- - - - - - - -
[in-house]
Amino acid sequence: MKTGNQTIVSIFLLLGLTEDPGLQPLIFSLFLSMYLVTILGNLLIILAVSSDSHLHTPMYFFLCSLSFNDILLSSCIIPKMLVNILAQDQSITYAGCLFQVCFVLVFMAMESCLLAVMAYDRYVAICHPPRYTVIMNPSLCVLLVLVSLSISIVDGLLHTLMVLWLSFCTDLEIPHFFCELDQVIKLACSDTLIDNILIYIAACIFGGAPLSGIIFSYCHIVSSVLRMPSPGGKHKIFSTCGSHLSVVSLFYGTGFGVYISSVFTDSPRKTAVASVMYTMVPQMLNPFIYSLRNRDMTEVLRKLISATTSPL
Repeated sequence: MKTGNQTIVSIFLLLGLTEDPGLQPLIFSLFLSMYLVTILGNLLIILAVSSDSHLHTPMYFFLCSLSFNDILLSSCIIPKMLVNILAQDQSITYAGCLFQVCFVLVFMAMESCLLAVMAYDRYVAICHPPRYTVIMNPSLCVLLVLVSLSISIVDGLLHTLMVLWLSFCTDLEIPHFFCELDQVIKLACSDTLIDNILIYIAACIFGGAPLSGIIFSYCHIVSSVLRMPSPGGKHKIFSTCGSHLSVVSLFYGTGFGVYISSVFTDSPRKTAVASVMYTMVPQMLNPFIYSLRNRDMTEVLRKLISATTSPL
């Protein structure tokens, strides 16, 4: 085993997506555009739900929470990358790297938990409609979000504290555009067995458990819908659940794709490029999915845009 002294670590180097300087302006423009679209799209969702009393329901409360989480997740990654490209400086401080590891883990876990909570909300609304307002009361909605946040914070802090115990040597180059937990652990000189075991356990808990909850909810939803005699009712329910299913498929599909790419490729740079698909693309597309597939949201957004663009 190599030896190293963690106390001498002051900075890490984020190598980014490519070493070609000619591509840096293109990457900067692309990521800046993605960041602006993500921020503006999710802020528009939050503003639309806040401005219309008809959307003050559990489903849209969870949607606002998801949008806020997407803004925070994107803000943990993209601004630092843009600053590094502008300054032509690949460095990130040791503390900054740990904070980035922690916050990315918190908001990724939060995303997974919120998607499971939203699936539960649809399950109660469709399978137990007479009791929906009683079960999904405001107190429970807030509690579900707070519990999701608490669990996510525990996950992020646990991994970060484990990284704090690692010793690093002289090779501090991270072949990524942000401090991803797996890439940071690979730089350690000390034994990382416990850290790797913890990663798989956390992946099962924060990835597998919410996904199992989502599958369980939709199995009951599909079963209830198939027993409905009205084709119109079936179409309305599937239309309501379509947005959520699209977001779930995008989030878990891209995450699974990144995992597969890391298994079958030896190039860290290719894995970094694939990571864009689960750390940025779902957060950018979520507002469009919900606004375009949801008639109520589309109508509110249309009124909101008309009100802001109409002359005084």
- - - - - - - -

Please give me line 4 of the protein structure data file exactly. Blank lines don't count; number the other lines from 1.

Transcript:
């Protein structure tokens, strides 16, 4: 085993997506555009739900929470990358790297938990409609979000504290555009067995458990819908659940794709490029999915845009 002294670590180097300087302006423009679209799209969702009393329901409360989480997740990654490209400086401080590891883990876990909570909300609304307002009361909605946040914070802090115990040597180059937990652990000189075991356990808990909850909810939803005699009712329910299913498929599909790419490729740079698909693309597309597939949201957004663009 190599030896190293963690106390001498002051900075890490984020190598980014490519070493070609000619591509840096293109990457900067692309990521800046993605960041602006993500921020503006999710802020528009939050503003639309806040401005219309008809959307003050559990489903849209969870949607606002998801949008806020997407803004925070994107803000943990993209601004630092843009600053590094502008300054032509690949460095990130040791503390900054740990904070980035922690916050990315918190908001990724939060995303997974919120998607499971939203699936539960649809399950109660469709399978137990007479009791929906009683079960999904405001107190429970807030509690579900707070519990999701608490669990996510525990996950992020646990991994970060484990990284704090690692010793690093002289090779501090991270072949990524942000401090991803797996890439940071690979730089350690000390034994990382416990850290790797913890990663798989956390992946099962924060990835597998919410996904199992989502599958369980939709199995009951599909079963209830198939027993409905009205084709119109079936179409309305599937239309309501379509947005959520699209977001779930995008989030878990891209995450699974990144995992597969890391298994079958030896190039860290290719894995970094694939990571864009689960750390940025779902957060950018979520507002469009919900606004375009949801008639109520589309109508509110249309009124909101008309009100802001109409002359005084």